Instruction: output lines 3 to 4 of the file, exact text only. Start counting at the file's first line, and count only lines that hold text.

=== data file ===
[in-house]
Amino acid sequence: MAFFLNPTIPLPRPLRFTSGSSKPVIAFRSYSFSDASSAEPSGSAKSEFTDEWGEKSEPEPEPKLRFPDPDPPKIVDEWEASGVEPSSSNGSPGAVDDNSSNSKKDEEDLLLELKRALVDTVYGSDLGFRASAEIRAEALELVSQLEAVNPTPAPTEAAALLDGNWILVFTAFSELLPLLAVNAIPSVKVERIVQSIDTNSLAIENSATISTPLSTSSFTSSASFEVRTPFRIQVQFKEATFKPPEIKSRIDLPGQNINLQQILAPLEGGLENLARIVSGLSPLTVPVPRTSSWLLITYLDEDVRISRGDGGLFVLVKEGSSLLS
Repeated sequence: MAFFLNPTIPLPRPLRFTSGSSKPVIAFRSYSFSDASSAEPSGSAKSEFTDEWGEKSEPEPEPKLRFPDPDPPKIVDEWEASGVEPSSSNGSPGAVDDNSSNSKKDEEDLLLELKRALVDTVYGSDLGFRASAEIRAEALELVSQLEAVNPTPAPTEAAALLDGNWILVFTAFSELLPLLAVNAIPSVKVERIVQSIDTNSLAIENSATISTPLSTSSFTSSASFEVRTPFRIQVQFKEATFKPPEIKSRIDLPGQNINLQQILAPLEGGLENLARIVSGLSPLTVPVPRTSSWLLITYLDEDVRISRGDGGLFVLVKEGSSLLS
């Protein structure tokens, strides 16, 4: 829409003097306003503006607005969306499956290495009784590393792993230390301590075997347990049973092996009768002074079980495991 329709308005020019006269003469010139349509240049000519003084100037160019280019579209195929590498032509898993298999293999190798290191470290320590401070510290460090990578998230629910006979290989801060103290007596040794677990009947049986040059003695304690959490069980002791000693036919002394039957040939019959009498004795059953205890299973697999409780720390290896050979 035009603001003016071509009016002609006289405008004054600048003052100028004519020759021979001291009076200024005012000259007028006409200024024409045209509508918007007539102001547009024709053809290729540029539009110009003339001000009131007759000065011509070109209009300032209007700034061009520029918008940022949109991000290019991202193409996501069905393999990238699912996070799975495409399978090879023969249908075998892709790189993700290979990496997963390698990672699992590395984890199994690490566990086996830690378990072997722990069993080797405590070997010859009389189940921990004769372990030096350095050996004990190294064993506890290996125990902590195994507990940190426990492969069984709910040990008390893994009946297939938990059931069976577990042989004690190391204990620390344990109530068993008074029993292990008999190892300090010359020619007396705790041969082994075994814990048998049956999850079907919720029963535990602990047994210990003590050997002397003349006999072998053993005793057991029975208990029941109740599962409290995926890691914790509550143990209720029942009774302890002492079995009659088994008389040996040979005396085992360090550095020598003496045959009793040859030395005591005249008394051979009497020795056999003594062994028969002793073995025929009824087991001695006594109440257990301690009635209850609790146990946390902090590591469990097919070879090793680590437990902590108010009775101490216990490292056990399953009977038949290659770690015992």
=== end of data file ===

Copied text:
Repeated sequence: MAFFLNPTIPLPRPLRFTSGSSKPVIAFRSYSFSDASSAEPSGSAKSEFTDEWGEKSEPEPEPKLRFPDPDPPKIVDEWEASGVEPSSSNGSPGAVDDNSSNSKKDEEDLLLELKRALVDTVYGSDLGFRASAEIRAEALELVSQLEAVNPTPAPTEAAALLDGNWILVFTAFSELLPLLAVNAIPSVKVERIVQSIDTNSLAIENSATISTPLSTSSFTSSASFEVRTPFRIQVQFKEATFKPPEIKSRIDLPGQNINLQQILAPLEGGLENLARIVSGLSPLTVPVPRTSSWLLITYLDEDVRISRGDGGLFVLVKEGSSLLS
């Protein structure tokens, strides 16, 4: 829409003097306003503006607005969306499956290495009784590393792993230390301590075997347990049973092996009768002074079980495991 329709308005020019006269003469010139349509240049000519003084100037160019280019579209195929590498032509898993298999293999190798290191470290320590401070510290460090990578998230629910006979290989801060103290007596040794677990009947049986040059003695304690959490069980002791000693036919002394039957040939019959009498004795059953205890299973697999409780720390290896050979 035009603001003016071509009016002609006289405008004054600048003052100028004519020759021979001291009076200024005012000259007028006409200024024409045209509508918007007539102001547009024709053809290729540029539009110009003339001000009131007759000065011509070109209009300032209007700034061009520029918008940022949109991000290019991202193409996501069905393999990238699912996070799975495409399978090879023969249908075998892709790189993700290979990496997963390698990672699992590395984890199994690490566990086996830690378990072997722990069993080797405590070997010859009389189940921990004769372990030096350095050996004990190294064993506890290996125990902590195994507990940190426990492969069984709910040990008390893994009946297939938990059931069976577990042989004690190391204990620390344990109530068993008074029993292990008999190892300090010359020619007396705790041969082994075994814990048998049956999850079907919720029963535990602990047994210990003590050997002397003349006999072998053993005793057991029975208990029941109740599962409290995926890691914790509550143990209720029942009774302890002492079995009659088994008389040996040979005396085992360090550095020598003496045959009793040859030395005591005249008394051979009497020795056999003594062994028969002793073995025929009824087991001695006594109440257990301690009635209850609790146990946390902090590591469990097919070879090793680590437990902590108010009775101490216990490292056990399953009977038949290659770690015992």